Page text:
Posts Tagged ‘Leonard Cohen’
Beautiful interview with Leonard Cohen (google translation)in La Presse this morning. It is so refreshing to hear a Montrealer who understands and accepts with such lucidity the reasons of the estrangement he feels in his own city, without feeling he needs to condone or condemn.
“In Montreal, everybody felt like a minority: the French because they were a minority in Canada, the English because they were a minority in Québec and the Jews because they were a minority everywhere (nervous laugh). Three solitudes, indeed. It persisted until René Lévesque. I think the Parti Québécois really brought the French fact into consciousness.”
It is also rare to see a Anglo-Canadian artist, let alone one who is an international legend, treat the francophone public with such affection and respect. Not many international superstars play the Cégep de Chicoutimi and I’m pretty sure none ever addressed the Moncton public mostly in French.
Last Wednesday underground deities and most brilliant musical group since Harmonium to come out of Montreal, A Silver Mt.Zion and Tra-la-la Band (formerly Godspeed You! Black Emperor) played Sala Rossa on the Main. We got one “Merci” and one “Merci d’être venu ce soir”.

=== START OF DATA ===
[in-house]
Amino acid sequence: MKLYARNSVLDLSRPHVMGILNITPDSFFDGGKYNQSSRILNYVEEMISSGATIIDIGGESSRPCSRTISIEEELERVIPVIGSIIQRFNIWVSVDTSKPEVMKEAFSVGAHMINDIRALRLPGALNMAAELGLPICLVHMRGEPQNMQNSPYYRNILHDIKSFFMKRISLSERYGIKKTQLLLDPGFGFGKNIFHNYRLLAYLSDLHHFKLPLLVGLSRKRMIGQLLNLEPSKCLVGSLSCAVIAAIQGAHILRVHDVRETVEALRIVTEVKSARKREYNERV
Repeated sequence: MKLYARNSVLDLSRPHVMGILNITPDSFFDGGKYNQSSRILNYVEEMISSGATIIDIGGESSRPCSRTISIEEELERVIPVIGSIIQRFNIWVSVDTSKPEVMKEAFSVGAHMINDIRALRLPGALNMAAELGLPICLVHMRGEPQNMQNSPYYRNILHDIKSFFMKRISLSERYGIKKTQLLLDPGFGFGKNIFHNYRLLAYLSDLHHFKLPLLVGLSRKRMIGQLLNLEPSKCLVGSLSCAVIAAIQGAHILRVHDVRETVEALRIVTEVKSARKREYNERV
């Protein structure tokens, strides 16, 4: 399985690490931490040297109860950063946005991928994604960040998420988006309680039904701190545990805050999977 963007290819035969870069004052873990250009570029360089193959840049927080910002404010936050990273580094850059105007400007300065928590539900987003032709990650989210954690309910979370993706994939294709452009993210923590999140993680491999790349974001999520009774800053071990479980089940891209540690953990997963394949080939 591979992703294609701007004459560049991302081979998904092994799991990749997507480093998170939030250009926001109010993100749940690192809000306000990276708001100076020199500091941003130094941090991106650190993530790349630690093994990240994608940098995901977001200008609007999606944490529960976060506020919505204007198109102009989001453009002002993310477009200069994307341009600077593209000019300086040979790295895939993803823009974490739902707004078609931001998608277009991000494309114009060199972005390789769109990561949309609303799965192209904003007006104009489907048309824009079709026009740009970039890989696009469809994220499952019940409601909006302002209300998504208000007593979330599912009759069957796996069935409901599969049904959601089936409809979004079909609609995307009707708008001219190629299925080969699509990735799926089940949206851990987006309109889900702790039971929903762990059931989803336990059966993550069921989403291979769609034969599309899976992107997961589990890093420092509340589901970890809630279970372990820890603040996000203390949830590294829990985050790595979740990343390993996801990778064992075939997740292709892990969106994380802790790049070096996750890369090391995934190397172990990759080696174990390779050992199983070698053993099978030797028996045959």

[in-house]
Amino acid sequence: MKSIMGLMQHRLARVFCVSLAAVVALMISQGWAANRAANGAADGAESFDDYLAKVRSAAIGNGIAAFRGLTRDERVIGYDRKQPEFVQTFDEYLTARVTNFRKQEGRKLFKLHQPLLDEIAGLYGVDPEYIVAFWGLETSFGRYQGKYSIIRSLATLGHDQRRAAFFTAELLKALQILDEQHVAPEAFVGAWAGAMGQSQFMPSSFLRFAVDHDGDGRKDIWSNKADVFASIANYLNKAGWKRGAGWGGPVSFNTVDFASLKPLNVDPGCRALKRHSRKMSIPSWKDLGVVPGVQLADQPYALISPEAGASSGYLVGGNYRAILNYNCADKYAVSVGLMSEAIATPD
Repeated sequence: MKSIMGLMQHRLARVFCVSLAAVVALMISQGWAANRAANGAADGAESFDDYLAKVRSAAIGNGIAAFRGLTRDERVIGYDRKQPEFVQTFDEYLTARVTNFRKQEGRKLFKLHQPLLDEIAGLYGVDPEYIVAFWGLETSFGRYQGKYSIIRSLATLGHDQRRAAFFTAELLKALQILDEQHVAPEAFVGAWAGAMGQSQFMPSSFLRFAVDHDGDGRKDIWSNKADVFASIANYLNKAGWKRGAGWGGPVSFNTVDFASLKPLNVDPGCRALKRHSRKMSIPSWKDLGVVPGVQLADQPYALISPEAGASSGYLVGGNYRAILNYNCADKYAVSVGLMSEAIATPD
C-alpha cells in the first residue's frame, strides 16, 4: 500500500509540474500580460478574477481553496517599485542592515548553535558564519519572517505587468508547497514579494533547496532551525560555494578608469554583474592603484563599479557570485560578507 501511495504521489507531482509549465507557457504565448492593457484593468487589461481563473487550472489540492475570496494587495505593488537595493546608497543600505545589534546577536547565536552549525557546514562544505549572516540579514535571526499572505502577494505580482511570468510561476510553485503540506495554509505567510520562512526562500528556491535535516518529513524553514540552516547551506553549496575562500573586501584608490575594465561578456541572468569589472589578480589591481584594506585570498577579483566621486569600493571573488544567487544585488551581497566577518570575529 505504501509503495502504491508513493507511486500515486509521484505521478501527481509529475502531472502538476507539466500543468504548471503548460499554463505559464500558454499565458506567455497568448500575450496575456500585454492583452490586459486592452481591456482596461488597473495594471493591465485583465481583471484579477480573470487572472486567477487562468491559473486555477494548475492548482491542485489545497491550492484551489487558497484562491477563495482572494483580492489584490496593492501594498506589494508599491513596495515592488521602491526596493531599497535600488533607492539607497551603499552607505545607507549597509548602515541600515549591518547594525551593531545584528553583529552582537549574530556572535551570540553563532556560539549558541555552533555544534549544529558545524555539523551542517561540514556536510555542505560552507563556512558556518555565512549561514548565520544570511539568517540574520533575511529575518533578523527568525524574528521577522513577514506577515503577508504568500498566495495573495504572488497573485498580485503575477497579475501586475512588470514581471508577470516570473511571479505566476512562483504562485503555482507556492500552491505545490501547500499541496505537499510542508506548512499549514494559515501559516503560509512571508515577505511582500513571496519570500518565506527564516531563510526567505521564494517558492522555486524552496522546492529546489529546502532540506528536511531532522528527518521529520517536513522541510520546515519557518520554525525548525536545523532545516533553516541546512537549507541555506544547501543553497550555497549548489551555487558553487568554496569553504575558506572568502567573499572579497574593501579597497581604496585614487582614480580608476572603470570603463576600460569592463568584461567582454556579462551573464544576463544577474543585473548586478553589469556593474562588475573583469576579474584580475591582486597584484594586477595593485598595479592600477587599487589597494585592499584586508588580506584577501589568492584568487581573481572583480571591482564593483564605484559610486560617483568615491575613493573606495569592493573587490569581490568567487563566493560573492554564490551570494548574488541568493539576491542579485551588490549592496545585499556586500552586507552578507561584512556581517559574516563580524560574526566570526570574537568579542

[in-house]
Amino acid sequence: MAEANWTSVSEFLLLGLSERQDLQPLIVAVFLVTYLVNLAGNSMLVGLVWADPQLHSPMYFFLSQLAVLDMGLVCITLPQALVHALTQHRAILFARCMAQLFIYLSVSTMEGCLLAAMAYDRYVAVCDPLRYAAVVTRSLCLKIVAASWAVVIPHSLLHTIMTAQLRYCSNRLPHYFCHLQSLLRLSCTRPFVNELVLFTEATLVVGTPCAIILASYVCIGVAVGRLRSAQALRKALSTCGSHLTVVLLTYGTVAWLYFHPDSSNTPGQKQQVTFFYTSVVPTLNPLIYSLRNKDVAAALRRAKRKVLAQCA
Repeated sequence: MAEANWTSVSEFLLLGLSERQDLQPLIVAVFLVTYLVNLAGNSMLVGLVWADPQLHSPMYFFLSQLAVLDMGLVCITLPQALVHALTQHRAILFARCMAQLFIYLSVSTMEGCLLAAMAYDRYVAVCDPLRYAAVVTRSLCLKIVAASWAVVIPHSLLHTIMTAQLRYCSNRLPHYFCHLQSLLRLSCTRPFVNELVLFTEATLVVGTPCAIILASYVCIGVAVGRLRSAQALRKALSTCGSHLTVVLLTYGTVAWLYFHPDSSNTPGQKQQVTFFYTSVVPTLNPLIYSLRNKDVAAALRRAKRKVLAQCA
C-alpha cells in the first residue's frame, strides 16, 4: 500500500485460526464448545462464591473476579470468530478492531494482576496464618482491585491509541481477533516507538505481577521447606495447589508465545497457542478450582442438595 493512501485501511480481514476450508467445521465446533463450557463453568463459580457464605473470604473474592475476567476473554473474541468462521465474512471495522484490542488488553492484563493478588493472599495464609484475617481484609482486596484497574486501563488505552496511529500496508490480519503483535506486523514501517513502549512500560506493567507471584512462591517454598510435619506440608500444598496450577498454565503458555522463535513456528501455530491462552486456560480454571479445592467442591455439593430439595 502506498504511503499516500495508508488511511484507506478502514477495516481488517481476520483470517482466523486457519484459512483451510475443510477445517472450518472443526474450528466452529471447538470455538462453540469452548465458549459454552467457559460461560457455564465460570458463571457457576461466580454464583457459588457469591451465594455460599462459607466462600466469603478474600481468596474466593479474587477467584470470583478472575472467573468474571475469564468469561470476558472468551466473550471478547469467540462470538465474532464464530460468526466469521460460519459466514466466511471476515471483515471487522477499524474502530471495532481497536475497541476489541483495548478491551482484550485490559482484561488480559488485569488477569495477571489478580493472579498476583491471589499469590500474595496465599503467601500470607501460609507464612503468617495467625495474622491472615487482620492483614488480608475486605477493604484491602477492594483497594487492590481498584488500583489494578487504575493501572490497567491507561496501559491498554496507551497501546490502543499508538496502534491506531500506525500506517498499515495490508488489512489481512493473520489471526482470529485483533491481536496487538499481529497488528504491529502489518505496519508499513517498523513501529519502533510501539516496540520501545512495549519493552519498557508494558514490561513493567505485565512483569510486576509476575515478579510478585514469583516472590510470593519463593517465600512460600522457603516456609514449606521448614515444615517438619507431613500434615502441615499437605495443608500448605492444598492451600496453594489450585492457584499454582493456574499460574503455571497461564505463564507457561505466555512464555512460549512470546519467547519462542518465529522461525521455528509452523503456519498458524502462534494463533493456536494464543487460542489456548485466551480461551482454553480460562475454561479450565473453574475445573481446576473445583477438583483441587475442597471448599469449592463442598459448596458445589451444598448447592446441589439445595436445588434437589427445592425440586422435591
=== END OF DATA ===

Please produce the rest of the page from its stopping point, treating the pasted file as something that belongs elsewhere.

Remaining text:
The results are in. 100% Francophones who answered the AngryFrenchGuy’s totally unscientific Who is Nous poll, consider Leonard Cohen to be one of them, part of Nous, a Québécois.
Anglos are split right down the middle and Allophones don’t see Leonard Cohen as a Québécois at all.
Born in 1934 in Montreal, son of Jewish immigrants, Leonard Cohen lived most of his youth in Québec and studied at McGill university before eventually moving to the United States. As it was common in those days in Montreal’s immigrant communities, he was raised to be and English-speaker.
Cohen himself explained in a 1975 Crawdaddy magazine article, that he was never fluent in the language of Montreal’s French majority: “I can get by, but it’s not a tongue I could ever move around in in a way that would satisfy the appetites of the mind or the heart.”
Does the poet feel like a Québécois? Here is what he had to say in the 1975 article in Crawdaddy Magazine:
“I live in Montreal, which is a French city, in Quebec, which is a French country–especially now, it is a country. I live as a minority writer, almost in exile, because there is no English writing community where I live. These are very special Canadian problems which to me form the Canadian character, because we’re very much involved in this notion of what is minority and what is majority; and yet while these questions are in the air, it seems that everybody has space. Because we don’t have the melting pot notion at all in Canada, we have a federal system that runs right down into the psyche of the country.”